Owning a horse and going to college don’t have to be mutually exclusive, but you do have to be determined and have excellent time management skills to do both at the same time. If you’re headed to college soon, then be sure to check out these seven tips for owning a horse during college.
Find a Barn You Can Trust
You’ll have limited time to care for your horse, so find a boarding barn near your college that you can trust. Even if you trust the barn, make a point of getting out to visit your horse at least once a week to check on his wellbeing.
Opt for Full-Care Board
It’s a great idea to put your horse into full-care boarding while you’re in college. While you might have time to care for your horse on certain days of the week, you’d be surprised at how quickly your schedule can fill up, making self-care difficult or impossible.
Consider Leasing Out Your Horse
With your time limited during college, you might consider either partially or fully leasing your horse out. If you choose to lease your horse, make sure that you find a lessee who is a good rider and who knows about horse care, and don’t forget to check up on your horse to make sure that he’s doing well with the arrangement.
Create a Schedule
Create a schedule which includes time for your classes, homework, and activities, and then schedule in barn time. Stick to the schedule to keep yourself organized and motivated enough to get to the barn.
Get Your Own Transportation
While some colleges don’t allow students to have their own cars on campus, if you are allowed to have a vehicle, then it’s best to bring your car to school with you. While bus transportation is often available, the bus might not run close to the barn where your horse is stabled, and your visiting times will be restricted by the bus schedule. In the case of owning a horse, having a vehicle can make things much easier.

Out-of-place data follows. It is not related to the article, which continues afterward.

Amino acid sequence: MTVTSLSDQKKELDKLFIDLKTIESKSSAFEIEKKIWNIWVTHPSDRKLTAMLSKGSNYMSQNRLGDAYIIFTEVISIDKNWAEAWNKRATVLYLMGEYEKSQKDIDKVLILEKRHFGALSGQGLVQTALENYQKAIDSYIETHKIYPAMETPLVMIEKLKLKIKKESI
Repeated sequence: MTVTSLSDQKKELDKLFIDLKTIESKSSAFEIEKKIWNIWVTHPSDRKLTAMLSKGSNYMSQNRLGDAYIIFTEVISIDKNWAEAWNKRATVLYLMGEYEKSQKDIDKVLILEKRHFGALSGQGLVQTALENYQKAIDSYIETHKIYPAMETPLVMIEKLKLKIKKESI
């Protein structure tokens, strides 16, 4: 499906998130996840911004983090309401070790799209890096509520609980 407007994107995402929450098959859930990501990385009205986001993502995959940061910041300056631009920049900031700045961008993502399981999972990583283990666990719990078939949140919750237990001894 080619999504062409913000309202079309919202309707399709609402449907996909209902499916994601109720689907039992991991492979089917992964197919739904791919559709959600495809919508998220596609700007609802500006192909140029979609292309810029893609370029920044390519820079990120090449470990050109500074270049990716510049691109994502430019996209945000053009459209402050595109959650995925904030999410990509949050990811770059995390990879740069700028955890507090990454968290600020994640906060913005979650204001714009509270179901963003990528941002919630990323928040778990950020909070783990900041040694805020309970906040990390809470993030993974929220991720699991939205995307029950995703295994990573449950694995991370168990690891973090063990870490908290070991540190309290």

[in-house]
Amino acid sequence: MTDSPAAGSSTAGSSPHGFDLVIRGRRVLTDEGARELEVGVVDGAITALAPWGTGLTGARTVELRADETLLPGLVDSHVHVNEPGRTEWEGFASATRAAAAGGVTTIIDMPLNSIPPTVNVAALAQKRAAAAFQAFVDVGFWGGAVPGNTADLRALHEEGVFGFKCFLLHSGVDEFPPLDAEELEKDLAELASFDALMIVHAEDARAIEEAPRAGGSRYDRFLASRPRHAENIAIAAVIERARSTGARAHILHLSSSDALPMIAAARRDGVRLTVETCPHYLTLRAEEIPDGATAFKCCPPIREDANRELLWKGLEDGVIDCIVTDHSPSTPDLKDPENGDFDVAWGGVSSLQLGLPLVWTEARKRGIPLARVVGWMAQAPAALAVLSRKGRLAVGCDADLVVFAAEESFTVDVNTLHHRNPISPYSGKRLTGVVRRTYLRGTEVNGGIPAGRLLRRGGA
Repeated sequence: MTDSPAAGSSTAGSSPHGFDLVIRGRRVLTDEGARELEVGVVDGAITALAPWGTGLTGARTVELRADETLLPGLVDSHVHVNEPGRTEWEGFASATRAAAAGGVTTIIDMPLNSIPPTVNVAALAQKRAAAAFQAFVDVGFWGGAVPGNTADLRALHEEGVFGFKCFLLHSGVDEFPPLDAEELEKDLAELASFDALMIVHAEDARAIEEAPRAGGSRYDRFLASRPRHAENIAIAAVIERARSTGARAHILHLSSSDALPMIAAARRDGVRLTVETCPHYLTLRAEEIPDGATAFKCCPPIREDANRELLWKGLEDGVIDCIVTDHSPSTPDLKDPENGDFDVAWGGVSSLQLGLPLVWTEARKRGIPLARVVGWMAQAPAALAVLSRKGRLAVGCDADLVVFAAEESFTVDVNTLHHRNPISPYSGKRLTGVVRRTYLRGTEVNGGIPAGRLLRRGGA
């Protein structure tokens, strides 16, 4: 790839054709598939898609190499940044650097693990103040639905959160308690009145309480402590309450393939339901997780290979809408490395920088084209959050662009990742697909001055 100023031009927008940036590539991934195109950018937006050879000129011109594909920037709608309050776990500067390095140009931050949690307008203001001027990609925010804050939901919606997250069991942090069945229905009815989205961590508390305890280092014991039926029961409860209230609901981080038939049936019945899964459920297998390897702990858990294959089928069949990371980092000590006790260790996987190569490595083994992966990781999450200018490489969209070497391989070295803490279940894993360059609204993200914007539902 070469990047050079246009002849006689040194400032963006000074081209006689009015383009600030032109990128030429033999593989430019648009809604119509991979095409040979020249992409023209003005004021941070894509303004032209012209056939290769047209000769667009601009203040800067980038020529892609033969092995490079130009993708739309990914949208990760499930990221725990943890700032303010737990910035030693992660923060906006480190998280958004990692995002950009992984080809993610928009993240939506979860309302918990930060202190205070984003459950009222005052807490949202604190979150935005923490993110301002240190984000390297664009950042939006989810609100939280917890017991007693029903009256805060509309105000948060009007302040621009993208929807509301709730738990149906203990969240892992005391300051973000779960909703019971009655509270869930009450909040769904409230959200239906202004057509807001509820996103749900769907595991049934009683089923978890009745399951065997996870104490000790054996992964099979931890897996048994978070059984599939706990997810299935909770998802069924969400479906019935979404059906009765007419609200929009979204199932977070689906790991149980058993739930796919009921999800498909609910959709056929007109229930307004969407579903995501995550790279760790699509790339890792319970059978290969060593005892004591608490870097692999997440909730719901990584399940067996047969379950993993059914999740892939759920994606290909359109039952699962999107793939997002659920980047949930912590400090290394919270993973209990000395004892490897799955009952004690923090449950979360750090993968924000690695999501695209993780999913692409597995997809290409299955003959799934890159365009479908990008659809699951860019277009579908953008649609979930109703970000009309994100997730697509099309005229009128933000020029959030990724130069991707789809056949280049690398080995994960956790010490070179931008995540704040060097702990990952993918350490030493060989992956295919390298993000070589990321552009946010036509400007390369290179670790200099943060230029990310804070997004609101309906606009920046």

Show Up to Class
Show up to class as frequently as possible, and stay up to date with your assignments. When it comes to horses, medical emergencies can occur unexpectedly, and they often happen at the worst times. If you have to miss class to meet the vet, then you’ll be much better off if you haven’t yet missed that same class four times already during the semester.
If you can, try to make friends with some of the other horse owners at your horse’s barn. You can check on each other’s horses and do small care tasks, if needed. This buddy system can be a lifesaver with a busy college schedule.
Horse Courses by Elaine Heney
- Listening to the Horse - The Documentary by Elaine Heney & Grey Pony Films
- Shoulder In & Out Training for better balance, bend & topline development with your horse
- Over 110+ Polework Exercises & Challenges to Download
- Dancing at Liberty & Creating Connection with Your Horse (11 lessons) - Grey Pony Films
Don’t forget that you can also leave your horse at home while you’re at college. Some students find it best to leave their horses at home for the first year of school until they’re acclimated to college life.